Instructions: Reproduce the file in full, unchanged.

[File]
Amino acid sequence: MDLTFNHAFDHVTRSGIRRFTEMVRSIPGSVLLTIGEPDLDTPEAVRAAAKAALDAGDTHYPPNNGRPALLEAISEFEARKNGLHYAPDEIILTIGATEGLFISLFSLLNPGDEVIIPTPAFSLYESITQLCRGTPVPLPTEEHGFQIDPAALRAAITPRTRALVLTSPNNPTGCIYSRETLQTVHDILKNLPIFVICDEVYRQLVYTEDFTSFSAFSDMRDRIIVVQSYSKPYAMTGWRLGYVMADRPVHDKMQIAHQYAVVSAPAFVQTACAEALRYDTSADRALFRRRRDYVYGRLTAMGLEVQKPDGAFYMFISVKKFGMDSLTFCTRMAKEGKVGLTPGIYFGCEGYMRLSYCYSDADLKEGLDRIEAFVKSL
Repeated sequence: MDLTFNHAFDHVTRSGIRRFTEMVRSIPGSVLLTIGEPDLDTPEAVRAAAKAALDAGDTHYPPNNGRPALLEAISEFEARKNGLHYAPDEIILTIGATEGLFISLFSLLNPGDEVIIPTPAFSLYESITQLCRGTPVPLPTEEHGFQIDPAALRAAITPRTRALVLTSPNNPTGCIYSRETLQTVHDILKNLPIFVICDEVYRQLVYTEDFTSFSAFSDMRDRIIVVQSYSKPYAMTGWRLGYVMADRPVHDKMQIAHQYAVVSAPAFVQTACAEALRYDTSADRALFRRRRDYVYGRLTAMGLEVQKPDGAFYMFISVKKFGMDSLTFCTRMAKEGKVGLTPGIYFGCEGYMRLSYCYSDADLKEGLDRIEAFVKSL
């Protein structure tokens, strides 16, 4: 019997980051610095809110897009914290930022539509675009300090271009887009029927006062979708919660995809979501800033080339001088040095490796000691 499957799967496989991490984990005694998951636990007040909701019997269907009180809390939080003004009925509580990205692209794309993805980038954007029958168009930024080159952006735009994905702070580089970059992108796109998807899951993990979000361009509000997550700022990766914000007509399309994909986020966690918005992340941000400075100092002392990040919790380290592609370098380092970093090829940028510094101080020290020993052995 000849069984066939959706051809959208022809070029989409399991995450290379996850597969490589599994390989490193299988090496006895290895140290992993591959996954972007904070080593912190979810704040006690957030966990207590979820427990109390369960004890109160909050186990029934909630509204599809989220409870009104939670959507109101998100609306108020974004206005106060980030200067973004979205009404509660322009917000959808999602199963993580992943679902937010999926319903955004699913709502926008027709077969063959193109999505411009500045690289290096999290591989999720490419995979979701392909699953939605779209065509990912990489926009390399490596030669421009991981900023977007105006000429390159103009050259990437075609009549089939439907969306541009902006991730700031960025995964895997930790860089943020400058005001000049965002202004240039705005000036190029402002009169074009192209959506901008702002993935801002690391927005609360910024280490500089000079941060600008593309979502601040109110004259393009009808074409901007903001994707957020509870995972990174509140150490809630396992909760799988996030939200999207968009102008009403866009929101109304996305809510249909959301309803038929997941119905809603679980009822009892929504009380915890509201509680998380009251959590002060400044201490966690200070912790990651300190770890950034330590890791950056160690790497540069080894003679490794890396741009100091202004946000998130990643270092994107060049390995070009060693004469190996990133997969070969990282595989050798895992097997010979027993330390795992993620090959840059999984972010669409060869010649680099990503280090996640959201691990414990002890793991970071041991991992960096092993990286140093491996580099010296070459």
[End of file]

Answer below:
Amino acid sequence: MDLTFNHAFDHVTRSGIRRFTEMVRSIPGSVLLTIGEPDLDTPEAVRAAAKAALDAGDTHYPPNNGRPALLEAISEFEARKNGLHYAPDEIILTIGATEGLFISLFSLLNPGDEVIIPTPAFSLYESITQLCRGTPVPLPTEEHGFQIDPAALRAAITPRTRALVLTSPNNPTGCIYSRETLQTVHDILKNLPIFVICDEVYRQLVYTEDFTSFSAFSDMRDRIIVVQSYSKPYAMTGWRLGYVMADRPVHDKMQIAHQYAVVSAPAFVQTACAEALRYDTSADRALFRRRRDYVYGRLTAMGLEVQKPDGAFYMFISVKKFGMDSLTFCTRMAKEGKVGLTPGIYFGCEGYMRLSYCYSDADLKEGLDRIEAFVKSL
Repeated sequence: MDLTFNHAFDHVTRSGIRRFTEMVRSIPGSVLLTIGEPDLDTPEAVRAAAKAALDAGDTHYPPNNGRPALLEAISEFEARKNGLHYAPDEIILTIGATEGLFISLFSLLNPGDEVIIPTPAFSLYESITQLCRGTPVPLPTEEHGFQIDPAALRAAITPRTRALVLTSPNNPTGCIYSRETLQTVHDILKNLPIFVICDEVYRQLVYTEDFTSFSAFSDMRDRIIVVQSYSKPYAMTGWRLGYVMADRPVHDKMQIAHQYAVVSAPAFVQTACAEALRYDTSADRALFRRRRDYVYGRLTAMGLEVQKPDGAFYMFISVKKFGMDSLTFCTRMAKEGKVGLTPGIYFGCEGYMRLSYCYSDADLKEGLDRIEAFVKSL
């Protein structure tokens, strides 16, 4: 019997980051610095809110897009914290930022539509675009300090271009887009029927006062979708919660995809979501800033080339001088040095490796000691 499957799967496989991490984990005694998951636990007040909701019997269907009180809390939080003004009925509580990205692209794309993805980038954007029958168009930024080159952006735009994905702070580089970059992108796109998807899951993990979000361009509000997550700022990766914000007509399309994909986020966690918005992340941000400075100092002392990040919790380290592609370098380092970093090829940028510094101080020290020993052995 000849069984066939959706051809959208022809070029989409399991995450290379996850597969490589599994390989490193299988090496006895290895140290992993591959996954972007904070080593912190979810704040006690957030966990207590979820427990109390369960004890109160909050186990029934909630509204599809989220409870009104939670959507109101998100609306108020974004206005106060980030200067973004979205009404509660322009917000959808999602199963993580992943679902937010999926319903955004699913709502926008027709077969063959193109999505411009500045690289290096999290591989999720490419995979979701392909699953939605779209065509990912990489926009390399490596030669421009991981900023977007105006000429390159103009050259990437075609009549089939439907969306541009902006991730700031960025995964895997930790860089943020400058005001000049965002202004240039705005000036190029402002009169074009192209959506901008702002993935801002690391927005609360910024280490500089000079941060600008593309979502601040109110004259393009009808074409901007903001994707957020509870995972990174509140150490809630396992909760799988996030939200999207968009102008009403866009929101109304996305809510249909959301309803038929997941119905809603679980009822009892929504009380915890509201509680998380009251959590002060400044201490966690200070912790990651300190770890950034330590890791950056160690790497540069080894003679490794890396741009100091202004946000998130990643270092994107060049390995070009060693004469190996990133997969070969990282595989050798895992097997010979027993330390795992993620090959840059999984972010669409060869010649680099990503280090996640959201691990414990002890793991970071041991991992960096092993990286140093491996580099010296070459």